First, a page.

Tuesday, April 30, 2013

Superannuation

Yesterday there was a bit of flutter on Twitter about a pensioner in the Hutt Valley who was now being made to pay back his student loan - which he took out in 1999 for study - because the recent increase in the pension has meant he's crossed the threshold for repayments.  He complained about this being unjust, and got called a 'cry baby' in some places, as well as being reviled on Twitter.   I think the 'cry baby' post was perhaps a little over the top, but I guess that paying back the loan was always a possibility.  (It's a very small amount, though see below.)

However, what I found unpleasant on Twitter - and on the site where he was called a cry-baby - were the sarcastic and aggressive comments of younger people who have yet to experience what it's like to live on a pension, and nothing but a pension.  This is the pension where, if you're married, you actually get less each than if you're single.  Yes, I know there are ways for two people to economise, but why should they be treated as some double act financially just because they're married?

This is the pension that has been paid for in advance by years of taxation.  I worked for nearly fifty years.  I paid tax throughout that time.  I paid for that superannuation over the fifty years I worked.  Younger people go on about how they're paying for superannuitants.  No, they're not.  Superannuitants have basically paid for their pensions through their tax, just as those now working are paying for their own future pension. 

This is the pension that is about half of what I was earning before I retired. The figure I earned in my last three years of work was possibly the highest I'd ever received, and it wasn't anything like NZ's mean income.  I'd often worked for incomes that were considerably less than that.  Earning that kind of money makes it very hard to put anything away for your retirement, so in the end you're forced to rely on the superannuation.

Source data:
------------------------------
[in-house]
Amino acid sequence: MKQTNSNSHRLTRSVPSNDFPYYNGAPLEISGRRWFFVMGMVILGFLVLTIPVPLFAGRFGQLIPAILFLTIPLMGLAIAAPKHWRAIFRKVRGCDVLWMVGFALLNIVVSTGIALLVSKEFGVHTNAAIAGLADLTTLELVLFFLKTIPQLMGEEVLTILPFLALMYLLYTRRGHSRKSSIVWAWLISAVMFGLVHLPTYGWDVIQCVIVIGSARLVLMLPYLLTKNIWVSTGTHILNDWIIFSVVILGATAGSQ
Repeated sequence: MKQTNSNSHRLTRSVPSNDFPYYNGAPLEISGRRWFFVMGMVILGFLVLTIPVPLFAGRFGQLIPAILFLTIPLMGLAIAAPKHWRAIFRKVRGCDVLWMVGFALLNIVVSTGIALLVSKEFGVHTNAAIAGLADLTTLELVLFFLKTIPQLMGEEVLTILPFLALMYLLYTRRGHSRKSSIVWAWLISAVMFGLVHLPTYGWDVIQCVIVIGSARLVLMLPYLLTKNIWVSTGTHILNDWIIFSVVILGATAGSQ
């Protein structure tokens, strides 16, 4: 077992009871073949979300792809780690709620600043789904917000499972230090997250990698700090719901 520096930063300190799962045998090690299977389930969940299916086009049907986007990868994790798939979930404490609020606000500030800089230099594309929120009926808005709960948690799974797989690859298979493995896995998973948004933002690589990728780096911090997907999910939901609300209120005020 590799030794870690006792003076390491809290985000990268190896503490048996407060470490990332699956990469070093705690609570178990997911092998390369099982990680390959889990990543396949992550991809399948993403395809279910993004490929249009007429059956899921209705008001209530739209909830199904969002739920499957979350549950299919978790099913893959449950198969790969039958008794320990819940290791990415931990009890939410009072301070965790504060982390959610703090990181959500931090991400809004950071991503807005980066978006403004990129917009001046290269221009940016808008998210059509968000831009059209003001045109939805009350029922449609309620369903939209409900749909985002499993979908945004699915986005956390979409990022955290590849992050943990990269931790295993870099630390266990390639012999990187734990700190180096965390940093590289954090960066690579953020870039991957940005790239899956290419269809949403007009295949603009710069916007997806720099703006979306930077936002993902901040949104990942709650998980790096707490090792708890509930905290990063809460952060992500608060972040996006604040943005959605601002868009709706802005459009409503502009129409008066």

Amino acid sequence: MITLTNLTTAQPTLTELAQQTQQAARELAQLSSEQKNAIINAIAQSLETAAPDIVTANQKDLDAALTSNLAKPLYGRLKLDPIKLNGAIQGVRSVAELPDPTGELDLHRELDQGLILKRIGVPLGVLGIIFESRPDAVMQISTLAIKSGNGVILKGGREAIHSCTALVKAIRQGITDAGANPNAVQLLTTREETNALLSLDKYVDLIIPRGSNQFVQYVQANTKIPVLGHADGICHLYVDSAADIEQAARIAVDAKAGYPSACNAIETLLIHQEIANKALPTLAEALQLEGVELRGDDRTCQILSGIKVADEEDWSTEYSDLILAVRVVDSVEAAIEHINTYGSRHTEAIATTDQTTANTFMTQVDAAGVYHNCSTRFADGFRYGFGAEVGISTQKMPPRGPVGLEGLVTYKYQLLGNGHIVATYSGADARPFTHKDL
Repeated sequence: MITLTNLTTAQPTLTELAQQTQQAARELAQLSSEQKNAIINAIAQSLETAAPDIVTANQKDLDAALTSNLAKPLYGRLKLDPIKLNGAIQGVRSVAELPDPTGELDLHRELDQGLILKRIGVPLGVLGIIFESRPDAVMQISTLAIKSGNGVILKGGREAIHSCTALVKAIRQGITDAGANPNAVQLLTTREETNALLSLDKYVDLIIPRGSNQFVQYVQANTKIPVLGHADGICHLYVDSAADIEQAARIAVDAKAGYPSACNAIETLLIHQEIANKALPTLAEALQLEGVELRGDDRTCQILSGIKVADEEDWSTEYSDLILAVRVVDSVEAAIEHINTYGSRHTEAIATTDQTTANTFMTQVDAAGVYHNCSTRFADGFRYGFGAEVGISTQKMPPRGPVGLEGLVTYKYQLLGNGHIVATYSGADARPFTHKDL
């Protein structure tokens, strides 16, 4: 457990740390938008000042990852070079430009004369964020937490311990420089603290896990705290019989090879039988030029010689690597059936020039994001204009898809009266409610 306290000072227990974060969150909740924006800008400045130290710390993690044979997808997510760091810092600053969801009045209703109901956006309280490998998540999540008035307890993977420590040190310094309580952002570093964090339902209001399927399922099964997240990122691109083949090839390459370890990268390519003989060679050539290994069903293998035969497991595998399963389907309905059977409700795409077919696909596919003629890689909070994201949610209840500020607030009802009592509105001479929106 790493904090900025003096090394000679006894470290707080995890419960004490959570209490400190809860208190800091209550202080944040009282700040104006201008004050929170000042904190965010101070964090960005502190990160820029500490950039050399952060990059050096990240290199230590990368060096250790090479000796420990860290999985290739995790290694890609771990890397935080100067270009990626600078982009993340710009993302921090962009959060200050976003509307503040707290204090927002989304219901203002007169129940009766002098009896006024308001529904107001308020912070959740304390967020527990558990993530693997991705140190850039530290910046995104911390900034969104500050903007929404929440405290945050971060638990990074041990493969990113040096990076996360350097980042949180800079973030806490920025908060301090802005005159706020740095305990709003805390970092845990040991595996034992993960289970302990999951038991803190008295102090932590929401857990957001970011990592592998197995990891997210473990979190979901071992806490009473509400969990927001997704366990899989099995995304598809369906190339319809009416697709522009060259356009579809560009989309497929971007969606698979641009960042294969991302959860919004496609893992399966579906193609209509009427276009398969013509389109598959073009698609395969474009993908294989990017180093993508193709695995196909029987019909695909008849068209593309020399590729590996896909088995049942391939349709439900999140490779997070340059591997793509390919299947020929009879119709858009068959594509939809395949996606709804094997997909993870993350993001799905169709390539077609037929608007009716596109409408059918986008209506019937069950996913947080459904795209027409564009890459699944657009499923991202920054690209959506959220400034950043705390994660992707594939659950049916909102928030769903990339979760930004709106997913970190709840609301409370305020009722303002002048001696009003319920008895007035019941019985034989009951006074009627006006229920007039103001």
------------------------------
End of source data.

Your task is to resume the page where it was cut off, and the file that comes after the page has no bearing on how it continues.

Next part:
I'm grateful for the pension, make no bones about it.  However, what many younger people won't be aware of is this little catch.  My wife isn't yet 65, but no longer has a job.  Because I'm on a pension, thankfully she is able to receive a 'supplementary' pension.  As a result, until she's reaches the age of 65, my superannuation figure goes down somewhat from the normal payment, and her payment equals mine.  So we get less than many married pensioners.  During the year she was able to pick up some work.  However, between us, we're only able to earn $100 a week over and above our pensions - until she reaches 65.  (The $100 a week, is of course, taxed, as is the pension itself - something many people don't think is the case, including Michael Laws.) The part-time, casual work she did in the last Work and Income year caused us to go over that threshold figure.  Every dollar she earned over that $100 a week, is taxed at the end of the income year at 70%.  This is not a typo.  You have to make up your mind whether you think it's worth working and having some cash in hand, or whether it's not and thus avoiding the additional tax you incur (it's worked out at the end of the W&I year). 

Perhaps I would at one time have thought superannuitants had it easy (although I was aware what my retired mother was receiving for many years, and it was never much).  But in fact many superannuitants in the country are much worse off than we are, and we don't exactly consider ourselves flush for cash.  So before you start criticising those over 65, think about what they may really be earning.  Once they've paid for the essentials each week (if they can afford to do that) there's next to nothing left.  Not much to show for years of giving your life to your country. 

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